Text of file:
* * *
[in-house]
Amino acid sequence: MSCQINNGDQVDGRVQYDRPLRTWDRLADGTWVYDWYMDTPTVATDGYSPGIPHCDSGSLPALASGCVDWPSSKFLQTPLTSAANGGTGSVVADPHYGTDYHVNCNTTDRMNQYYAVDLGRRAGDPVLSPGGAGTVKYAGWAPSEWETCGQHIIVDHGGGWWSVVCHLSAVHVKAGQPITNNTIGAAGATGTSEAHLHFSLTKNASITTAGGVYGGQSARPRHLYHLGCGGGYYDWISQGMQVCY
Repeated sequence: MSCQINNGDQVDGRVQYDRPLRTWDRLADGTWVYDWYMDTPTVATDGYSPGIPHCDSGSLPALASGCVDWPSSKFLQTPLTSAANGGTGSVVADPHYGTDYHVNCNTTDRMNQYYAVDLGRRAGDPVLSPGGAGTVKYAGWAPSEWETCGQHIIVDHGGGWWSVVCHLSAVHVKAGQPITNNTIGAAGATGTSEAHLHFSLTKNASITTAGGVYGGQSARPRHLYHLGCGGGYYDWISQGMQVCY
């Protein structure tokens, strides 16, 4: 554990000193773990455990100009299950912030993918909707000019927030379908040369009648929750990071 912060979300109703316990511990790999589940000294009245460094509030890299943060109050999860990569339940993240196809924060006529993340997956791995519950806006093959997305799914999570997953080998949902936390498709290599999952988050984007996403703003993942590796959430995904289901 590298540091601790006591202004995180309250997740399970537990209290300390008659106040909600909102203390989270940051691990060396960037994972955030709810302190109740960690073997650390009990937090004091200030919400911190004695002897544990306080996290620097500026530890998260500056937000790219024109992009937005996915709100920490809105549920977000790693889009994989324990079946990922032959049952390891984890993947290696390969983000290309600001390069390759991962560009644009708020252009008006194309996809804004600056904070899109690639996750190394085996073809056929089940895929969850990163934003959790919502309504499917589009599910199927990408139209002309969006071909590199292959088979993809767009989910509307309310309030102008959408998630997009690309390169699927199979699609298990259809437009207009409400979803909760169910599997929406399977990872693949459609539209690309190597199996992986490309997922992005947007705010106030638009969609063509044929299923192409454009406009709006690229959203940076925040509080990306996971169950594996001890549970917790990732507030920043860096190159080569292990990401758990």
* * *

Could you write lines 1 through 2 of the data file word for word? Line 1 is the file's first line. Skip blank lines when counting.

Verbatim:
[in-house]
Amino acid sequence: MSCQINNGDQVDGRVQYDRPLRTWDRLADGTWVYDWYMDTPTVATDGYSPGIPHCDSGSLPALASGCVDWPSSKFLQTPLTSAANGGTGSVVADPHYGTDYHVNCNTTDRMNQYYAVDLGRRAGDPVLSPGGAGTVKYAGWAPSEWETCGQHIIVDHGGGWWSVVCHLSAVHVKAGQPITNNTIGAAGATGTSEAHLHFSLTKNASITTAGGVYGGQSARPRHLYHLGCGGGYYDWISQGMQVCY